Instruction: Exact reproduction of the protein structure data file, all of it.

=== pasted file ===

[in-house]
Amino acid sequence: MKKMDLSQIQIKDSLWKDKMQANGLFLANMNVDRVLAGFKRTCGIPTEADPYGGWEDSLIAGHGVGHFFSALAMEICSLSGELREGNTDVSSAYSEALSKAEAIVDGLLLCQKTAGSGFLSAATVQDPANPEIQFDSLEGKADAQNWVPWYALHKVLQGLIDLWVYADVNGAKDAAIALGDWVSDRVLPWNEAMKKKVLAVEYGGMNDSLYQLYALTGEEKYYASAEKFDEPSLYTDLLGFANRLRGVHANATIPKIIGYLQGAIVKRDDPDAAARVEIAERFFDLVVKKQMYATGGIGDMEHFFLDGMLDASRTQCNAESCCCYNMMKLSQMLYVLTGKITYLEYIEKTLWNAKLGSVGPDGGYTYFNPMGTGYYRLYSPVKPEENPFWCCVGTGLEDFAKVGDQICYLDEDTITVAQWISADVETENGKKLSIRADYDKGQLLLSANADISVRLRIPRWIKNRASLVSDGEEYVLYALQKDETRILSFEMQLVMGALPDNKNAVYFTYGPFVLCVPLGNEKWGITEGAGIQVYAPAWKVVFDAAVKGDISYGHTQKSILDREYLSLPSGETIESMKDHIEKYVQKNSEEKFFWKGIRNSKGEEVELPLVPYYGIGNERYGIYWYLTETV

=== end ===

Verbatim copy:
[in-house]
Amino acid sequence: MKKMDLSQIQIKDSLWKDKMQANGLFLANMNVDRVLAGFKRTCGIPTEADPYGGWEDSLIAGHGVGHFFSALAMEICSLSGELREGNTDVSSAYSEALSKAEAIVDGLLLCQKTAGSGFLSAATVQDPANPEIQFDSLEGKADAQNWVPWYALHKVLQGLIDLWVYADVNGAKDAAIALGDWVSDRVLPWNEAMKKKVLAVEYGGMNDSLYQLYALTGEEKYYASAEKFDEPSLYTDLLGFANRLRGVHANATIPKIIGYLQGAIVKRDDPDAAARVEIAERFFDLVVKKQMYATGGIGDMEHFFLDGMLDASRTQCNAESCCCYNMMKLSQMLYVLTGKITYLEYIEKTLWNAKLGSVGPDGGYTYFNPMGTGYYRLYSPVKPEENPFWCCVGTGLEDFAKVGDQICYLDEDTITVAQWISADVETENGKKLSIRADYDKGQLLLSANADISVRLRIPRWIKNRASLVSDGEEYVLYALQKDETRILSFEMQLVMGALPDNKNAVYFTYGPFVLCVPLGNEKWGITEGAGIQVYAPAWKVVFDAAVKGDISYGHTQKSILDREYLSLPSGETIESMKDHIEKYVQKNSEEKFFWKGIRNSKGEEVELPLVPYYGIGNERYGIYWYLTETV